Growing up among the ever-smiling people of Zomba, so his admirers say, he bred himself into a likeable personality. It was a bent that could not be straightened even by such influences as town-mongering, civilisation, globalisation and whatever makes this generation a careless lot.
“He was one of the best writers in the country, a man who did not hesitate to share his knowledge with others. In fact, he was one of the Malawi Writers Union (Mawu)’s reliable trainers,” former Mawu president, Sambalikagwa Mvona, attests.
What a shame that his books are not commonplace on local book shelves. Who introduced this custom of ignoring our own geniuses? Whatever the case, Murray was right when she suggested that custom, if allowed to take a hold on our lives, becomes our second nature. Thus, the custom of ignoring the works of renowned authors such as Kalitera has become our second nature!
“It is a shame that we treat our authors as nobodies. Look, we have been talking to the government on the issue of supporting us, to no avail. We have been talking to donors so that they can support Malawian authors, but only the Royal Norwegian Embassy used to come to our rescue through the cultural scheme,” Mvona lamented.
Greatness in humility
Born in a typical Malawian village in Zomba, Kalitera rose from a humble background and trod the creative corridors that led to international acclaim. Members of the international community, and the small portion of Malawians that cared, found that, suddenly, his every note was a novel, a film script or a non-fiction write-up on how to become a good writer.
“He was a spring of creativity. For instance, at the Peer Gynt awards in 2013, he submitted two books, namely The Input Substitute and Why Poverty? He was the only author to submit two books and that tells you a story about how creative he was,” he said.
Then, in August 2014, Mawu posthumously honoured him.
But that is it. No public or private sector official ever mentions his name.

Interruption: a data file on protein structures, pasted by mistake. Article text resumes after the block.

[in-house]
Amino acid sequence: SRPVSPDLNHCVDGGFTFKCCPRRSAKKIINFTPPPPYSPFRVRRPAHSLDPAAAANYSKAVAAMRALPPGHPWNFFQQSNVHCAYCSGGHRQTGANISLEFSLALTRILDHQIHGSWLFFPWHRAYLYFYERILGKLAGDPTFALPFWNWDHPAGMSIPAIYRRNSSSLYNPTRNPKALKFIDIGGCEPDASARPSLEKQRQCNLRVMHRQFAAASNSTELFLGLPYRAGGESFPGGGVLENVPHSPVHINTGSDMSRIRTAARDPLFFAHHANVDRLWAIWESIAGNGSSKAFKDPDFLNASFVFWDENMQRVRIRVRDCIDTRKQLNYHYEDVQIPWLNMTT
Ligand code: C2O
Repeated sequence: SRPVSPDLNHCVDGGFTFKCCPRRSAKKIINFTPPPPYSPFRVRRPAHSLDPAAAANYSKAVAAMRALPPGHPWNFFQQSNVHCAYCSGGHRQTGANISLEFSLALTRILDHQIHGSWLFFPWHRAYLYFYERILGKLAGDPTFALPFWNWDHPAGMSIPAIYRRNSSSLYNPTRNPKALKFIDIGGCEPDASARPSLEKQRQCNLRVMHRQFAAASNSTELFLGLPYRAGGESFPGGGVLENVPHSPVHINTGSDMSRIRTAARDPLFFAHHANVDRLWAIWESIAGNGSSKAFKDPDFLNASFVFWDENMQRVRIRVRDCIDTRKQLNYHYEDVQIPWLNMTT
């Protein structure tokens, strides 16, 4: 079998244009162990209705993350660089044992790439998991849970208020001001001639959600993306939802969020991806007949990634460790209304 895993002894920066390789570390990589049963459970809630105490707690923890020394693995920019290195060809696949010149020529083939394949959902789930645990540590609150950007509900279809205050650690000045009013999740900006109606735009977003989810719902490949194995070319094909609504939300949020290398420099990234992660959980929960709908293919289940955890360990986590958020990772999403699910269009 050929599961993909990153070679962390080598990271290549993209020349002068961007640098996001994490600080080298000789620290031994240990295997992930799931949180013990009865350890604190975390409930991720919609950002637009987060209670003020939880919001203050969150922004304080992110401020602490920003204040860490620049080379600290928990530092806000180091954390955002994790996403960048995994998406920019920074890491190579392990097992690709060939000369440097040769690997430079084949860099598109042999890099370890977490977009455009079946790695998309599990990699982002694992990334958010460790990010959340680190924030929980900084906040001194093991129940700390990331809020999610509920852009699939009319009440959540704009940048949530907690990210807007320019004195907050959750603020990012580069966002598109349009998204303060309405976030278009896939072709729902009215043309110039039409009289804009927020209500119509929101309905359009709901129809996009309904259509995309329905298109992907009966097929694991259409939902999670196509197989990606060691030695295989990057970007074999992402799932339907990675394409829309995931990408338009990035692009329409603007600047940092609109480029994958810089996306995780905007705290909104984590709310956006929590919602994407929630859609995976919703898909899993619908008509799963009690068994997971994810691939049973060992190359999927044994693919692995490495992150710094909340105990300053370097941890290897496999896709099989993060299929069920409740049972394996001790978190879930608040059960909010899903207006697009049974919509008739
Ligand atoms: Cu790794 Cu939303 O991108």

Malawians must be as shallow as fountains. They make mockery out of geniuses. And only rise up on dark days when the mood is tinted black and the cheeks are wet with tears of regret, a shameless nation laid low with crushing fatigue and depression.
But, then, there are lessons to be drawn from the departed author’s life.
Malawi Pen President Alfred Msadala knows better.
“He was unique, knew what he wanted, wrote widely and many publishers got interested. He was, really, creative and talented, hence catching the interest of international publishers,” he said.
No wonder, Kalitera’s works were admired by foreigners such as author, composer, blogger and music historian S.K. Waller. Waller took Kalitera so seriously that she quotes him on her blog, ‘Incurable Insomniac’, as saying about a good writer:
“You know what, it is so funny. A good writer will always find it very hard to fill a single page. A bad writer will always find it easy,” Waller quotes Kalitera as saying (Why Father Why, 1983).
But book-writing was not his only pastime. He was a filmmaker, too.
To Ndirande Mountain with Love, one of his films, was described as “a very professional film and it is in the league of an old great” by Film Association of Malawi President Ezaius Mkandawire.
There was another one, Prodigal Son, a film that was shot by Norman Phiri for the Scripture Union.
More would, definitely, have come, had death not been so jealous as to take him from our midst. But at least he continues to breathe inspiration in us through his books and films.